If someone is looking for IPv6 training, there are two open trainings in the next couple of month:
Munich: September 28th-30th.
Berlin: November 9th – 11th
with this Cisco field notice.
Certain types of snagless Ethernet cables have protective boots that extend too far forward and above the plastic latching tab.
When this type of cable is installed in Port 1 of any 48-port model of the Cisco Catalyst C3650 or C3850 Series switches, the boot might press and hold the Mode button, which invokes Express Setup and reboots the system.
Monitoring by customer is one way to monitor services. In some cases customers will start looking for similar service somewhere else, in some cases you are in trouble because you break your SLAs.
Ans do monitor all related services. One common example are SSL certificates. Here are three other examples:
1. When you are running an IRC Server and have your domain secured with DNSSEC monitor your server, your service and your DNSSEC signatures.
2. When you are running DNSSEC secured domains for a customer and are using an HSM (Hardware Security Module), monitor your servers, your services, your DNSSEC signatures and the rest of the infrastructure including the HSM.
3. If you are using DANE (for SMTP) and are communicating with other people using DANE your communication will fail when your DNSSEC signatures are expired. And when you fixed your setup do not wonder about all the mail you are getting. And on the other side you should monitor your log files.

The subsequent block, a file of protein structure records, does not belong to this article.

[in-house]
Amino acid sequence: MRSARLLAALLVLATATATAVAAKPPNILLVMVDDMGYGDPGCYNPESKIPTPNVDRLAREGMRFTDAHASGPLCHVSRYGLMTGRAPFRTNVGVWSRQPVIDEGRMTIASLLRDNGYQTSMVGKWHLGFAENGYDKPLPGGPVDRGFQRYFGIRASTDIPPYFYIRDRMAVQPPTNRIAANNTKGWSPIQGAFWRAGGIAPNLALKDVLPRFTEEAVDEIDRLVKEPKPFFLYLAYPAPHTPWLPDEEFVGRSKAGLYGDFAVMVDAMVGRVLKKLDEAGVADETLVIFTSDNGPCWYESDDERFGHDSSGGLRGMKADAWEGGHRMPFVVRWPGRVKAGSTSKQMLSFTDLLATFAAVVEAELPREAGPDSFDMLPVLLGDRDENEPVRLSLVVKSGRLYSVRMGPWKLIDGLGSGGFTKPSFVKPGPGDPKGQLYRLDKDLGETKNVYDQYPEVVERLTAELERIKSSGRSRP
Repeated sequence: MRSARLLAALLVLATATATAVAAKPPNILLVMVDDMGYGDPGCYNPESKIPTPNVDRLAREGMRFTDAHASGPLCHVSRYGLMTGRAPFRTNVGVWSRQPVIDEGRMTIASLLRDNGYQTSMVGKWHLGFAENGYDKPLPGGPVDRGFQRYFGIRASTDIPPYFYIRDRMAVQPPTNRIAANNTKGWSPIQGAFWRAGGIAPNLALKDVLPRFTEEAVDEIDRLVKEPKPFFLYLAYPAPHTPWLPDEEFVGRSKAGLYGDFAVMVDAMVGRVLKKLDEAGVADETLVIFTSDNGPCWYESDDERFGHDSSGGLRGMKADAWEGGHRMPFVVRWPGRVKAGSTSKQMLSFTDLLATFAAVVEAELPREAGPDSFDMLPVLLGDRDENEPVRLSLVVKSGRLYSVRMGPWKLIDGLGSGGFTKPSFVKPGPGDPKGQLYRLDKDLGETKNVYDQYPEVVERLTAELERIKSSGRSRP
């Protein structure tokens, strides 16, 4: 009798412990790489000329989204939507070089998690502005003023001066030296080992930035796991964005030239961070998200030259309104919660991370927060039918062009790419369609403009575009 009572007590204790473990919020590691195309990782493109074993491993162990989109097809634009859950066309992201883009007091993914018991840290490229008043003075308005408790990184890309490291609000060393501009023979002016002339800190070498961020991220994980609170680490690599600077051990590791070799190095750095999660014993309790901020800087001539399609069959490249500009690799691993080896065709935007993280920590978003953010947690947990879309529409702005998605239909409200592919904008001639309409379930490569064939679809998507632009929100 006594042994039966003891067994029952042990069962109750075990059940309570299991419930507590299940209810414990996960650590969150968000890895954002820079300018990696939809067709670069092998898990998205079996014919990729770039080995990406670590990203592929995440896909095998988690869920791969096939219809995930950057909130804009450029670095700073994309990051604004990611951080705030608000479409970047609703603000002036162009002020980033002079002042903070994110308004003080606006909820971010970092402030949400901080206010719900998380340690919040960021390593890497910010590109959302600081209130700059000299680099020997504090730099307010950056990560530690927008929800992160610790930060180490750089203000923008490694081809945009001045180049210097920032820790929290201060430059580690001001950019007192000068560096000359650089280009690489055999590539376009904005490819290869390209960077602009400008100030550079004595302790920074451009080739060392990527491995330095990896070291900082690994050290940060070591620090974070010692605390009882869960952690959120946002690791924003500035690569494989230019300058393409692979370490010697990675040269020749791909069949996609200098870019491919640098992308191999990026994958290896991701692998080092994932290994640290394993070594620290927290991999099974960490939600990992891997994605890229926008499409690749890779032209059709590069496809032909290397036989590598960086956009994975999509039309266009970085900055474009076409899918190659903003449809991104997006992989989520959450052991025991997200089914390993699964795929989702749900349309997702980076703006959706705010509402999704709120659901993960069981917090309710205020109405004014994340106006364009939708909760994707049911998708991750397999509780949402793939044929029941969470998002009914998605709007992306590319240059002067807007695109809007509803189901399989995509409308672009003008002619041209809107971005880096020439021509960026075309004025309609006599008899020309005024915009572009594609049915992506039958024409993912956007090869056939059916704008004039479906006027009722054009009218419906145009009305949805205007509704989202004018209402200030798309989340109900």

And when you do monitor DNSSEC: When the signatures are expired it’s too late. You should get a warning
For 1 and 2: I’m using check_dnssec_expiration (https://github.com/MonitoringPlug/monitoringplug)
For 3: status=deferred (Server certificate not trusted) should be the correct term in you postfix log file.
It’s the last Friday of July so Happy Sysadminday to you all
Looks like ARIN is (almost) out of IPv4 space. When I checked they had 88 /23 and 440 /24 networks left.
A story I was told recently and loosely related to todays other post
Boss is telling one of his admins that there is plenty of time to implement IPv6. At least a couple of years. A week later one of their sales people sold IPv6 support to a big customer.
I’ve been saying it for years: “Even if you don’t implement IPv6 right away make sure that new hard- and software you are buying supports IPv6.”
In the last couple of month I hear lot of complaints: “We can’t do IPv6. We just bought $product last year and it does not support IPV6.”
Sometimes I like to know if a given domain uses IPv6 (and DNSSEC).
I finished a small shell script last week to automate this task.
jens@screen:~/check_dns.git$ ./check_dns.sh quux.de
Domain has DNSSEC
Host has at least one AAAA record
At least one nameserver has an AAAA record
At least one MX has an AAAA record
Maybe I’ll add some checks to see if those IPv6 addresses are really accessible.
I’m just working on a distributed Icinga2 setup (I’ll write more about it later this month). There is a lot SNMP monitoring involved an today I tried to get some MIBs
1. Why do I need an account (and probably a support contract) to download MIBs?
2. Naming an archive mib.zip is a stupid idea. I now have several files with the same name. All from different vendors.
3. Advertising SNMP and then only returning sysUptime, sysLocation, etc. is also ….